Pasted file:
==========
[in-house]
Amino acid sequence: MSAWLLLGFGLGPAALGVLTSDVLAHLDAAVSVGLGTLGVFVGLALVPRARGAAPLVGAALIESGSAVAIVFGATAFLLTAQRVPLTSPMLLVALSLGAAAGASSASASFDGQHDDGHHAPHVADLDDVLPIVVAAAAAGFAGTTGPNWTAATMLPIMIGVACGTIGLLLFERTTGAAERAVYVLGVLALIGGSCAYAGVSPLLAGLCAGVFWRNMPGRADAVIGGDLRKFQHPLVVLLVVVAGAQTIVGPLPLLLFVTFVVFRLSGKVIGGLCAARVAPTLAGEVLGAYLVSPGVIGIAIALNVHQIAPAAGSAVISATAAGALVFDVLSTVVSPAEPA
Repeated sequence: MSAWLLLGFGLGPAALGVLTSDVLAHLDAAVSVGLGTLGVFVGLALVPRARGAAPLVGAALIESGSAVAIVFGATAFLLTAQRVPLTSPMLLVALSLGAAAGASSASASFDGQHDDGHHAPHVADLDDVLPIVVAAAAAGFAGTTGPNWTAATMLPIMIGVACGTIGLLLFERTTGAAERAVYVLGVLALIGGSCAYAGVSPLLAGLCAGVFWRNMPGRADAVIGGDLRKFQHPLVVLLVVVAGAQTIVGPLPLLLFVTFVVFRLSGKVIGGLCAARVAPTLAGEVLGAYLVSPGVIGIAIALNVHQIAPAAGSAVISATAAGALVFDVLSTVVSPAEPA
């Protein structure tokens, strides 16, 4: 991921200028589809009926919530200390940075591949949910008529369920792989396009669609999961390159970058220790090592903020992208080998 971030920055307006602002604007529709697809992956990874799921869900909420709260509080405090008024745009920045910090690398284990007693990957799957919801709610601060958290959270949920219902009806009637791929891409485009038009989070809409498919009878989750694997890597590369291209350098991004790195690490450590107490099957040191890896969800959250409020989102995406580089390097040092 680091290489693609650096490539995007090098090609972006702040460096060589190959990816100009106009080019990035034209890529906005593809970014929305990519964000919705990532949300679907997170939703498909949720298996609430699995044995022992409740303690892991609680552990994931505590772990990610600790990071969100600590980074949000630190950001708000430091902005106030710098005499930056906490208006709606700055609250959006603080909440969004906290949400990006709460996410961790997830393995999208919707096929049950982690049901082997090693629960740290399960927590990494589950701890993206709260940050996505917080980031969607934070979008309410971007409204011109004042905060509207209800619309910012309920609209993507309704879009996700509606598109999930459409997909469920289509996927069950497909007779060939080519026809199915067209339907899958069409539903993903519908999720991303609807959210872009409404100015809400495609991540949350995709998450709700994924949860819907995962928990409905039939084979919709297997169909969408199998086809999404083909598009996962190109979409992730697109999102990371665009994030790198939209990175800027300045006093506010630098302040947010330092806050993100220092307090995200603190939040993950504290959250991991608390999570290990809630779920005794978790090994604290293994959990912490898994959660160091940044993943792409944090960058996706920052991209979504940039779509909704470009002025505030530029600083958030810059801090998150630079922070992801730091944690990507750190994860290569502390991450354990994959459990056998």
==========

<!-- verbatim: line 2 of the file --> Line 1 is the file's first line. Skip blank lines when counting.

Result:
Amino acid sequence: MSAWLLLGFGLGPAALGVLTSDVLAHLDAAVSVGLGTLGVFVGLALVPRARGAAPLVGAALIESGSAVAIVFGATAFLLTAQRVPLTSPMLLVALSLGAAAGASSASASFDGQHDDGHHAPHVADLDDVLPIVVAAAAAGFAGTTGPNWTAATMLPIMIGVACGTIGLLLFERTTGAAERAVYVLGVLALIGGSCAYAGVSPLLAGLCAGVFWRNMPGRADAVIGGDLRKFQHPLVVLLVVVAGAQTIVGPLPLLLFVTFVVFRLSGKVIGGLCAARVAPTLAGEVLGAYLVSPGVIGIAIALNVHQIAPAAGSAVISATAAGALVFDVLSTVVSPAEPA